Scientists have found that cancer stem cells that trigger the most lethal type of brain tumor also suppress an immune system attack on the disease.
Scientists from University of Texas M. D. Anderson Cancer Centre say that the effect can be greatly diminished by encouraging the stem cells to differentiate into other types of brain cell.
"We've known for years that glioblastoma and cancer patients in general have impaired immune responses," said senior author Amy Heimberger, an associate professor in M. D. Anderson's Department of Neurosurgery.
"Our research uncovers an important mechanism that shows how that happens. The cancer stem cells inhibit T cell response, and it is these T cells that recognize and eradicate cancer," she added.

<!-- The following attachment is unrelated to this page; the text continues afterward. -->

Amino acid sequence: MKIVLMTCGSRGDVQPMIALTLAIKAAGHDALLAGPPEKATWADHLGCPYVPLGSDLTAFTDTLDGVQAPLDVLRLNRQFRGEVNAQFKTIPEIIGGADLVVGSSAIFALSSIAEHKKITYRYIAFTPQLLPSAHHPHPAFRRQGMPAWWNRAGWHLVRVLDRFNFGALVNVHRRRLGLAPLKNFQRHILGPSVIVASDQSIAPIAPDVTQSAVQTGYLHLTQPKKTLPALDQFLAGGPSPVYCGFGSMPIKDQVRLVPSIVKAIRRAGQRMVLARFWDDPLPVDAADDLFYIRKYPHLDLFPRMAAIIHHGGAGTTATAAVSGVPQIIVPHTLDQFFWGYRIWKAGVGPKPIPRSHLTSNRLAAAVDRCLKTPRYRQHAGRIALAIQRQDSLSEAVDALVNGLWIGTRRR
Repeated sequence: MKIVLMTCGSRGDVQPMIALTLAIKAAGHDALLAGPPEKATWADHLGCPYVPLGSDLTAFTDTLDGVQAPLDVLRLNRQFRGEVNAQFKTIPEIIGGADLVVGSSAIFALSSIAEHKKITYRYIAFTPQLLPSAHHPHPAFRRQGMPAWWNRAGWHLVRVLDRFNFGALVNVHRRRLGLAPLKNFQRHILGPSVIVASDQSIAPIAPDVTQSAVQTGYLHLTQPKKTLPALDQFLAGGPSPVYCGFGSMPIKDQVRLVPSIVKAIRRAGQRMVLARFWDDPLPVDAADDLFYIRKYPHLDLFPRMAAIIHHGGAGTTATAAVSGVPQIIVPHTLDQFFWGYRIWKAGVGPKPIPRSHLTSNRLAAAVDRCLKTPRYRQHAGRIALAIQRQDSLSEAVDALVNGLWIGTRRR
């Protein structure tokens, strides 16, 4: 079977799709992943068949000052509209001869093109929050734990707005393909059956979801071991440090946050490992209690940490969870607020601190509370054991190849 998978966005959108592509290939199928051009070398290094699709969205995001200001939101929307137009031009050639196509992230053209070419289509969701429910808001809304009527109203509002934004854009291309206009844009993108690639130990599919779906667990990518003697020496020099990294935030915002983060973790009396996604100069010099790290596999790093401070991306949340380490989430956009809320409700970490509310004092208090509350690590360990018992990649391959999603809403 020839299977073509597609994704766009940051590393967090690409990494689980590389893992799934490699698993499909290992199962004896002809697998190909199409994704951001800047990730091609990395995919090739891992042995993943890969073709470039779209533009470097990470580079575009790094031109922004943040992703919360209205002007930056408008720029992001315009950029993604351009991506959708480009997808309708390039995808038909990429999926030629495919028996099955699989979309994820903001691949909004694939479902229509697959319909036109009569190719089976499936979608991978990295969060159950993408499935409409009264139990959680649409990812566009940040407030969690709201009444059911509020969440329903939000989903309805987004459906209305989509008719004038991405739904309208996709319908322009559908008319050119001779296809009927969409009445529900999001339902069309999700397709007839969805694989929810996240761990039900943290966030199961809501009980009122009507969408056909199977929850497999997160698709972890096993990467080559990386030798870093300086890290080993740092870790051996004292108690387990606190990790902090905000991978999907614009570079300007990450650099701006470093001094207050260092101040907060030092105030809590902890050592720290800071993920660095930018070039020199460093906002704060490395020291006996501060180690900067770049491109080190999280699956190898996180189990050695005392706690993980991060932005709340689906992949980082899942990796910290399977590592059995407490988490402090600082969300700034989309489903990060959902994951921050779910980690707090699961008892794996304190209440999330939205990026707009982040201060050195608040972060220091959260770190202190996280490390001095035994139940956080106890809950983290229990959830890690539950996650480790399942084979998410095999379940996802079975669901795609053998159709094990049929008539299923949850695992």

First author Dr Jun Wei, an instructor in the Department of Neurosurgery said that glioblastoma stem cells suppress T cell response in three different ways: By producing immunosuppressive cytokines that prevent the responses of T cells. Inducing some T cells to become regulatory T cells, which act as brakes on the immune response. Killing T cells via apoptosis, or programmed cell suicide.
Wei said this immunosuppressive effect was reversed when the team placed the undifferentiated glioma stem cells in a culture medium that causes them to differentiate into the three types of neural cell.
"There are multiple research groups around the country, including ours, trying to develop vaccines or other immunotherapeutics against glioma stem cells," Heimberger said.
"Now we have to be cognizant that the stem cell may deliver a fatal blow back to the immune system, which will help us understand how to design immune-based therapies," she added.
The researchers said new drugs or combination therapies are needed, because after decades of research, little progress has been made in treating glioblastoma multiforme.
The study appears in journal Clinical Cancer Research.